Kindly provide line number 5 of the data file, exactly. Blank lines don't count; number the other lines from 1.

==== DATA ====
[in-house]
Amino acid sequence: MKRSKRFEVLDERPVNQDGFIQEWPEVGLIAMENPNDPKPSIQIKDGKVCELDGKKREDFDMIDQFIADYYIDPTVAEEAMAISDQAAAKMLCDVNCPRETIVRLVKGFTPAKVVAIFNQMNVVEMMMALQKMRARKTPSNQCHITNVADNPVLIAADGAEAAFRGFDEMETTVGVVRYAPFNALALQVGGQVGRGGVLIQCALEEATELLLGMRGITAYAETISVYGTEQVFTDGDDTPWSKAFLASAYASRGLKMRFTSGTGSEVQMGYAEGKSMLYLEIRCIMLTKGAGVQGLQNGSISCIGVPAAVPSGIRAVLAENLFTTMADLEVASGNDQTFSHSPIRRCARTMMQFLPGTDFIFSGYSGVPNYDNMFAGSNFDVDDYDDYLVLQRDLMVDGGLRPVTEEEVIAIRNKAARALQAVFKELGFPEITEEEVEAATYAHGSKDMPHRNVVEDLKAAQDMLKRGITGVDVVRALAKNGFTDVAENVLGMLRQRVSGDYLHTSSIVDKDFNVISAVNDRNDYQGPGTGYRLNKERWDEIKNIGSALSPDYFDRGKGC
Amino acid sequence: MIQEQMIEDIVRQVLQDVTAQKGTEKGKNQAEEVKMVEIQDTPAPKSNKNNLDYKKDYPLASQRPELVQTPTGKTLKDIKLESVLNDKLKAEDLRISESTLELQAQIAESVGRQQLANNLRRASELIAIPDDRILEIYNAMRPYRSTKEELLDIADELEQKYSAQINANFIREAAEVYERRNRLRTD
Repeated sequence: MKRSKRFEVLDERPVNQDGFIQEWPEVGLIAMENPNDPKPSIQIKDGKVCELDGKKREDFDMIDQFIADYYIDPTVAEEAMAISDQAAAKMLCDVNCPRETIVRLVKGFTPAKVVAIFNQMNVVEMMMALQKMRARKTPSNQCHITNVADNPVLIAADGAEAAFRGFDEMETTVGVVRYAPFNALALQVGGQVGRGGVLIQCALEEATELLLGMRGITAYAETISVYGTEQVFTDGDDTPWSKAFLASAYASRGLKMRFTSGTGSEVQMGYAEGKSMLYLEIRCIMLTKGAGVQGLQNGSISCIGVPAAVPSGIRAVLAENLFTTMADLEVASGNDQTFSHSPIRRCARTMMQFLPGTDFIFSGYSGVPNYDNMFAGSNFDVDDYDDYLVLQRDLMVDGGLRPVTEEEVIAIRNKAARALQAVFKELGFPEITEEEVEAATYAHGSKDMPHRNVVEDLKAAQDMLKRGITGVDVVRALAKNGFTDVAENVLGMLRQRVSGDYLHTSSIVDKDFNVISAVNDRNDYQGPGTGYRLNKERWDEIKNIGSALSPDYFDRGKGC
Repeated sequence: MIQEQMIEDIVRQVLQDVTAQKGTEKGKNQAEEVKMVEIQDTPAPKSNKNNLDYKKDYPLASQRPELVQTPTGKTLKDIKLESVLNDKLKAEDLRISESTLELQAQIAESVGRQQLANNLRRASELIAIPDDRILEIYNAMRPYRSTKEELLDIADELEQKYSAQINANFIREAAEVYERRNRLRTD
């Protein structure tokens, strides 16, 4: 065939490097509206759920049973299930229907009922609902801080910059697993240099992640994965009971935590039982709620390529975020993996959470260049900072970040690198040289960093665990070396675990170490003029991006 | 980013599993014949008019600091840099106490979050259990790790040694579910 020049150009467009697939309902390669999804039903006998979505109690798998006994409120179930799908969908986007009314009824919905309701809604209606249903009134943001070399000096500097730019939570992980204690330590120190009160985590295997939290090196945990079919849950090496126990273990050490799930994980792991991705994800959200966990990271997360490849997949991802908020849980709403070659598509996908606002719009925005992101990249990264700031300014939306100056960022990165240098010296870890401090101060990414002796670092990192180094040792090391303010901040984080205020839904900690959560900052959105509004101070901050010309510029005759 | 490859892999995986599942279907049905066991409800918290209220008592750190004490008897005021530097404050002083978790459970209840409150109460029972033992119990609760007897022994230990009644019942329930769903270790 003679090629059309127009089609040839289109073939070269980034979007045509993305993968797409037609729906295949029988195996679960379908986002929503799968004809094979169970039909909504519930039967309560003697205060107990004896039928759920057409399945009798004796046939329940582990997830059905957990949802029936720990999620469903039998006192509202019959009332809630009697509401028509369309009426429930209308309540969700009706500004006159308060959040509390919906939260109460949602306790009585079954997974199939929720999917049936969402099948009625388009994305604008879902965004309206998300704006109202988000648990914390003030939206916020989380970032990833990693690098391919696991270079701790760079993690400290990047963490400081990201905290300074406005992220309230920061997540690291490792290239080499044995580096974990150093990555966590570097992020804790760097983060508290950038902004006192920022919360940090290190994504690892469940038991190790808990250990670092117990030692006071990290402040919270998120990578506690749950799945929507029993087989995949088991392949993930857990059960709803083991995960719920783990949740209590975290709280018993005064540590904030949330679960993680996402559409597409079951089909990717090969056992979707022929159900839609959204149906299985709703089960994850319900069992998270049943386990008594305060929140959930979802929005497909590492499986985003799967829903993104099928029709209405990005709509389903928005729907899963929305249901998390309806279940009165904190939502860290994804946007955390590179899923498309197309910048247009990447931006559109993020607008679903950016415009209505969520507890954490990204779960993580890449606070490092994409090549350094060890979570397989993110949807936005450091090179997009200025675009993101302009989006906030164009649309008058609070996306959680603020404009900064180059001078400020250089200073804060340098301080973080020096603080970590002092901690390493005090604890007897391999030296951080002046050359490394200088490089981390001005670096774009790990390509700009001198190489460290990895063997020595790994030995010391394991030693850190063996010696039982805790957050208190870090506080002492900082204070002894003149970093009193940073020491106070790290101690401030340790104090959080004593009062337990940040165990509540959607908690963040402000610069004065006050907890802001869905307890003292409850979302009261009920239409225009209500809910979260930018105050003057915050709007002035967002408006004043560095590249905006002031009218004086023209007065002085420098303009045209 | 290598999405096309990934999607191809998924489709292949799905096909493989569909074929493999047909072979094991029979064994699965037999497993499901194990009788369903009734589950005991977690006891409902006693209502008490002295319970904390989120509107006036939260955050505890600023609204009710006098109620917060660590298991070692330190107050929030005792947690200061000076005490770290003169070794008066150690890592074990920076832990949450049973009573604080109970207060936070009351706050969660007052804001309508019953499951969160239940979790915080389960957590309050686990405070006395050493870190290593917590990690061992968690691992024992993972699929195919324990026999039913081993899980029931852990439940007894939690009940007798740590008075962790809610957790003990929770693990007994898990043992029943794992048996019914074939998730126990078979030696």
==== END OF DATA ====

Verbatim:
Repeated sequence: MIQEQMIEDIVRQVLQDVTAQKGTEKGKNQAEEVKMVEIQDTPAPKSNKNNLDYKKDYPLASQRPELVQTPTGKTLKDIKLESVLNDKLKAEDLRISESTLELQAQIAESVGRQQLANNLRRASELIAIPDDRILEIYNAMRPYRSTKEELLDIADELEQKYSAQINANFIREAAEVYERRNRLRTD